Zvi’s Fires lost to Kibler’s G/W Armageddon deck. See? There’s rogue disruption at work. It had Blastoderms, Hydras, Idols, Armageddons, River Boas – a whole load of ways to throw off both aggressive creature strategies and passive Wrath strategies.  

Budde’s Rebels beat Elarar’s Rising Waters deck in a matchup that I would have initially thought would favor Elarar.  It was a tight five-game match, and the person who played first won. A first-turn Sergeant is difficult to recover from when Elarar’s best hope was a Wash Out.

Kibler’s Armageddon lost to Budde’s Rebels. Kibler had repeated mulligans and opening draws; Budde’s deck was able to control each game from the outset and in one battle, won via Porting Cities of Brass. Cities are tremendously dangerous in this environment thanks to the Port, and I don’t think people realize how difficult it is to win from just one damage a turn, much less double-porting for two.

Finkel’s Fires lost to Cornelissen’s Counter-Rebel. Counter-Rebel can preserve the chain and stop the threats long enough to gain advantage. Cornelissen’s deck was able to take advantage of Fact or Fiction and utilize the card advantage to answer Finkel’s threats.

Pustilnik and Dougherty, the two other Fires decks, ran into each other; Dougherty emerged victorious in the mirror match, and then, just like Finkel, he lost to Cornelissen’s Counter-Rebel, causing the two Rebel decks of Budde and Cornelissen to compete for the championship.

What happened to Fires?

Fires lost because in sub-optimal draws; it doesn’t have the recovering ability of Counter-Rebels or Rebels.  Fires stormed into the Top 8, and with a 50% representation, you would have thought that it would have gotten someone to the Top 4. Well, it did – but not in the manner expected, as the only way it advanced was by beating another Fires deck.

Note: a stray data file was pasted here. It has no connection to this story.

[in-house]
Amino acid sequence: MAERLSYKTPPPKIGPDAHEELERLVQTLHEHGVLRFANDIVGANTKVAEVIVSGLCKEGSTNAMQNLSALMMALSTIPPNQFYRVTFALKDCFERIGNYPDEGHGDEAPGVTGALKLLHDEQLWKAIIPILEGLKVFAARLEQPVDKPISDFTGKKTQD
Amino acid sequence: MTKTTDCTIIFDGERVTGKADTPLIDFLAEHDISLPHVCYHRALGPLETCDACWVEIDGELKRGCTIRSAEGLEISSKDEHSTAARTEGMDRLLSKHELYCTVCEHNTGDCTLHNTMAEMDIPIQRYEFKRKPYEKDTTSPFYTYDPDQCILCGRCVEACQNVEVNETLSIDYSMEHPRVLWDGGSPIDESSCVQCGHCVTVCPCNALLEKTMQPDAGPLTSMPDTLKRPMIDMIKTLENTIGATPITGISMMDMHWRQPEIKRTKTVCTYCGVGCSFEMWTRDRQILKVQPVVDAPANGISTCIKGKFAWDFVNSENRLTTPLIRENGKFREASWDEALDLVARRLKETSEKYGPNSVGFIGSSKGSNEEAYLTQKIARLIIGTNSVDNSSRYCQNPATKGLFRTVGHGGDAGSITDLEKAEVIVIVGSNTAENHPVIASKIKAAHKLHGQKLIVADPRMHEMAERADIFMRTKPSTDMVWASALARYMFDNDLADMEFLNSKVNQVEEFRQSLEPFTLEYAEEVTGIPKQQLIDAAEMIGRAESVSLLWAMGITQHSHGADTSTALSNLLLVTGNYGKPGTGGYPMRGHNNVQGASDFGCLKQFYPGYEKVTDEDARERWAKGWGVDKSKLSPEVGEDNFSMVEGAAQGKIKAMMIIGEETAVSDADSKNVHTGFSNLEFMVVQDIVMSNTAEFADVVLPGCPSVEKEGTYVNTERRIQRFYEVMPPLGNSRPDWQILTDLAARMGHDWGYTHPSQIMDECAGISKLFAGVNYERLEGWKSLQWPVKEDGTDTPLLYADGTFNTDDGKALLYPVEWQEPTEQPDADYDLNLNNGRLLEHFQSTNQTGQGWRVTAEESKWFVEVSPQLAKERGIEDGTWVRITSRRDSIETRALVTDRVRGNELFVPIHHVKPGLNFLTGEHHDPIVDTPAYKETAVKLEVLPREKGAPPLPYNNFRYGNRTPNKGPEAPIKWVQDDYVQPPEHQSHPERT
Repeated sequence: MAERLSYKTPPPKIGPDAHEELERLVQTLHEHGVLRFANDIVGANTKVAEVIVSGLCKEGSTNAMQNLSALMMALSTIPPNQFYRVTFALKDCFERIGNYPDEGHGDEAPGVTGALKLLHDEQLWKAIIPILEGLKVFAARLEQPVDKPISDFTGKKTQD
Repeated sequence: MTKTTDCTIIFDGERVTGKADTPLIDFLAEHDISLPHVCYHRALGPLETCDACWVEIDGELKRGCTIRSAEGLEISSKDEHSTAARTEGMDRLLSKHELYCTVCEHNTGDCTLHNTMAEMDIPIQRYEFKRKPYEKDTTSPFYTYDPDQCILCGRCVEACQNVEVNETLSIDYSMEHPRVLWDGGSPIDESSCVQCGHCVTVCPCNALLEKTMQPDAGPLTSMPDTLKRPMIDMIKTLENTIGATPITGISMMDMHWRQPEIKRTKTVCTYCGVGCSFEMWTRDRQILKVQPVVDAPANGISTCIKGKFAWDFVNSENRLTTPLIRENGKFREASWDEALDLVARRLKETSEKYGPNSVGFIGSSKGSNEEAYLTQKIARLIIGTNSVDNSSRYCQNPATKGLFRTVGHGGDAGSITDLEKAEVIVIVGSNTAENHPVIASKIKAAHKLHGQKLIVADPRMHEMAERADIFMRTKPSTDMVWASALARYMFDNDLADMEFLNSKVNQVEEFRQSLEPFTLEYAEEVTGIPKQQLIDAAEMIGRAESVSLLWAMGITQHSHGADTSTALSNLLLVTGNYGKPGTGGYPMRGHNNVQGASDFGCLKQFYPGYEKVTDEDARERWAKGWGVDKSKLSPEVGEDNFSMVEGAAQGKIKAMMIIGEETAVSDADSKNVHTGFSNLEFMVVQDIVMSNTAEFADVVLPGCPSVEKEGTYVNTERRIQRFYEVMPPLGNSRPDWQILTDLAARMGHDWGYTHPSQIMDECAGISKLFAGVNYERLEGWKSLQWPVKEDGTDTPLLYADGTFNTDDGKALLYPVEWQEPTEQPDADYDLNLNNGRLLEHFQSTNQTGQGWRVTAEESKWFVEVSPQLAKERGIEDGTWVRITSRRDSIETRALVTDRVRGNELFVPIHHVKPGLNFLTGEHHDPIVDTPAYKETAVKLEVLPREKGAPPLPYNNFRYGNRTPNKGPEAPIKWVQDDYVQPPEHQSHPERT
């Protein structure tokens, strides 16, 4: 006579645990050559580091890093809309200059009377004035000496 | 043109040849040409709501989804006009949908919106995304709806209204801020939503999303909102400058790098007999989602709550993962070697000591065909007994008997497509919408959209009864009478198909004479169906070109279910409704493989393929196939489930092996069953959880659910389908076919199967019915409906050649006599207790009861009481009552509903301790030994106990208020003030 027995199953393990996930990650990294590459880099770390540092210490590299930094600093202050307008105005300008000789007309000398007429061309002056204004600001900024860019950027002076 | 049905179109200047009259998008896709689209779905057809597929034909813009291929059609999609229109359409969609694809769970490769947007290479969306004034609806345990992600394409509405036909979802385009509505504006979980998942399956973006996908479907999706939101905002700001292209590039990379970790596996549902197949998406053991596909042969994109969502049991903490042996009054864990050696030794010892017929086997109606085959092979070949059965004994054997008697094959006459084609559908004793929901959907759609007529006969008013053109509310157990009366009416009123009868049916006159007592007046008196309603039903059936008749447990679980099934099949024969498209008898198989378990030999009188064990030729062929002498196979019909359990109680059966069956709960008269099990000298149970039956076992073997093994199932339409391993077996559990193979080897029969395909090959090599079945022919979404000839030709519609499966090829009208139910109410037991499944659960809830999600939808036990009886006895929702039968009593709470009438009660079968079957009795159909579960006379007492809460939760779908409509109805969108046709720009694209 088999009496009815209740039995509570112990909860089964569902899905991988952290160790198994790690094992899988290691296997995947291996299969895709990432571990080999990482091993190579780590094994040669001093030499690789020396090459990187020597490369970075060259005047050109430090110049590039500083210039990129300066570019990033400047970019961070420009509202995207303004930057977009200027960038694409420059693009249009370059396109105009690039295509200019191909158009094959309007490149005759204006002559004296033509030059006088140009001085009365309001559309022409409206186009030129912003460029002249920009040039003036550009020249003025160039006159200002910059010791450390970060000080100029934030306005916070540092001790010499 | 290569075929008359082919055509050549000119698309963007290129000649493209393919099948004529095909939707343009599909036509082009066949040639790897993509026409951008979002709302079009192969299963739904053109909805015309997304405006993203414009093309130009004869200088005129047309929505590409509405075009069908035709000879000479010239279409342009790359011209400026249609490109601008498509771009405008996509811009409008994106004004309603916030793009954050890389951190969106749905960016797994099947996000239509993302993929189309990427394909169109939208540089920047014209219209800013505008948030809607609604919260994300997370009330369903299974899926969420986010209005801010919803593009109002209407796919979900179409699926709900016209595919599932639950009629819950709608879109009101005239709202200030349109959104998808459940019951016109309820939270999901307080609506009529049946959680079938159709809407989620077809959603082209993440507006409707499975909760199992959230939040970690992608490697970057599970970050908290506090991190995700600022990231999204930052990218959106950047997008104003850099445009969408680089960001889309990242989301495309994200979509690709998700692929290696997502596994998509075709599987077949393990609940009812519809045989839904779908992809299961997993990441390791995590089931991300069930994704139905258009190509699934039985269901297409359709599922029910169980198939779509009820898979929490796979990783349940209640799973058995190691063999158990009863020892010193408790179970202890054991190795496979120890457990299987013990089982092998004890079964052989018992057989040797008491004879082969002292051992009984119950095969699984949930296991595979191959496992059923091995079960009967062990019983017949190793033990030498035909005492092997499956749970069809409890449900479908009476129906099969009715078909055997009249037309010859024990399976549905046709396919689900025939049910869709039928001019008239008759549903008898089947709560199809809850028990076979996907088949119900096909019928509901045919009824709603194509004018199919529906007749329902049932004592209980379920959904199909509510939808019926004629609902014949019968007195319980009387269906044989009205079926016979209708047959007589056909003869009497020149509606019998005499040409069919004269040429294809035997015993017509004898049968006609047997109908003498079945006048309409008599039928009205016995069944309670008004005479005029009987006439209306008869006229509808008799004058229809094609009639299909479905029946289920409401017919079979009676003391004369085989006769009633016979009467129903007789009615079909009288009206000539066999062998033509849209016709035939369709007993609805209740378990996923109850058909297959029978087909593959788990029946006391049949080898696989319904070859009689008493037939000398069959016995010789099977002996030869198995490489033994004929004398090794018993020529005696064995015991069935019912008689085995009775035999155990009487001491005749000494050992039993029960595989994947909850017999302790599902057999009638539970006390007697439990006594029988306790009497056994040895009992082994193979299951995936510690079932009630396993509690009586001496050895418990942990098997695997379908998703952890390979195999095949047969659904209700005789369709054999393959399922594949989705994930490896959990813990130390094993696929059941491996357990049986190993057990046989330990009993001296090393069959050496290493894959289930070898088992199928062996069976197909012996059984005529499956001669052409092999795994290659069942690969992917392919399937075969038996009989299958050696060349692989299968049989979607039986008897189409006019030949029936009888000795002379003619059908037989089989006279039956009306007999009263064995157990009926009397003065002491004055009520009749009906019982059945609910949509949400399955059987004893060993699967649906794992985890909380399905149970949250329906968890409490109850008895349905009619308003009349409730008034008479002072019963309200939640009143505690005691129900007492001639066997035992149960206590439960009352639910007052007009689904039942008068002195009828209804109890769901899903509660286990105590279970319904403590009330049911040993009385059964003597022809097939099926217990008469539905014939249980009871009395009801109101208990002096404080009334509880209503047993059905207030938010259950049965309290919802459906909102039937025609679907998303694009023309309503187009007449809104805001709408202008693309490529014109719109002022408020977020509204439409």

Deck to beat? Sure. The deck to beat? List all of those decks, and the answer is: None of the above.  

They’re all beatable, and eminently so, because there are weaknesses to each that can be exploited.

So exploit them, dammit.

Look at the cards that exist, and ask yourself, why was the field so limited in such a wide-open format?  I could build an entire deck out of the cards that WEREN’T used, and it would be viable.

Why was only one  Thrashing Wumpus played?

Why were only two Pyre Zombies played?

But wait, there’s more.

3 Cursed Totems in a sideboard.  
4 Canopy "I kill Air Elementals and can be a finisher" Surges in a sideboard.
4 Hammer of Bogardan maindecked.
11 Massacres – 8 of them sideboard cards.
The 13 Cremates I mentioned earlier ("Goodbye, Rebel.")
31 Rages.

I think that once you hit 40 it’s a fairly decent amount, though it’s the 50s and higher that show people’s building patterns.  When you start getting into the 100’s, it’s downright amazing how crowded the fields are for certain archetypes, like Rebels.